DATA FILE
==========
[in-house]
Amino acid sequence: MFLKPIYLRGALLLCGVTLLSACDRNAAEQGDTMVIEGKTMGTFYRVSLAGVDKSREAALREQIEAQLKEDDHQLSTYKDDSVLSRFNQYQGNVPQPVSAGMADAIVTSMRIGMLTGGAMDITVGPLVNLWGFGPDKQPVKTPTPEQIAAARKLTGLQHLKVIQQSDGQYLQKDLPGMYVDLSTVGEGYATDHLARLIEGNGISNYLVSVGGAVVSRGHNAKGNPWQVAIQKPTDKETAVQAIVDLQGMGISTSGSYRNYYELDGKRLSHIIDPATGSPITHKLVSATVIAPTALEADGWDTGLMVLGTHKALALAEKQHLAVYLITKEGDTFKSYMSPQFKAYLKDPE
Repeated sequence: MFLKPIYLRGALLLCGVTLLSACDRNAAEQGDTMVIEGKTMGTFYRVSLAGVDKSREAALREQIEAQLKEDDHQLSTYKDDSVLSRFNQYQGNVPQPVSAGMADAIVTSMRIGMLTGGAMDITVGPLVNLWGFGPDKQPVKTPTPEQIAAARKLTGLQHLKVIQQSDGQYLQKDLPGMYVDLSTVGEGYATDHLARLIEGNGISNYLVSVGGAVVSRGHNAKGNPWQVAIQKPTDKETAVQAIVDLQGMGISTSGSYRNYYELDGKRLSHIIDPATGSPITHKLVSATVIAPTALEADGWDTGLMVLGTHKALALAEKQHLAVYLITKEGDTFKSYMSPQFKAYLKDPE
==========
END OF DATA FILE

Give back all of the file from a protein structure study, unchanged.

[in-house]
Amino acid sequence: MFLKPIYLRGALLLCGVTLLSACDRNAAEQGDTMVIEGKTMGTFYRVSLAGVDKSREAALREQIEAQLKEDDHQLSTYKDDSVLSRFNQYQGNVPQPVSAGMADAIVTSMRIGMLTGGAMDITVGPLVNLWGFGPDKQPVKTPTPEQIAAARKLTGLQHLKVIQQSDGQYLQKDLPGMYVDLSTVGEGYATDHLARLIEGNGISNYLVSVGGAVVSRGHNAKGNPWQVAIQKPTDKETAVQAIVDLQGMGISTSGSYRNYYELDGKRLSHIIDPATGSPITHKLVSATVIAPTALEADGWDTGLMVLGTHKALALAEKQHLAVYLITKEGDTFKSYMSPQFKAYLKDPE
Repeated sequence: MFLKPIYLRGALLLCGVTLLSACDRNAAEQGDTMVIEGKTMGTFYRVSLAGVDKSREAALREQIEAQLKEDDHQLSTYKDDSVLSRFNQYQGNVPQPVSAGMADAIVTSMRIGMLTGGAMDITVGPLVNLWGFGPDKQPVKTPTPEQIAAARKLTGLQHLKVIQQSDGQYLQKDLPGMYVDLSTVGEGYATDHLARLIEGNGISNYLVSVGGAVVSRGHNAKGNPWQVAIQKPTDKETAVQAIVDLQGMGISTSGSYRNYYELDGKRLSHIIDPATGSPITHKLVSATVIAPTALEADGWDTGLMVLGTHKALALAEKQHLAVYLITKEGDTFKSYMSPQFKAYLKDPE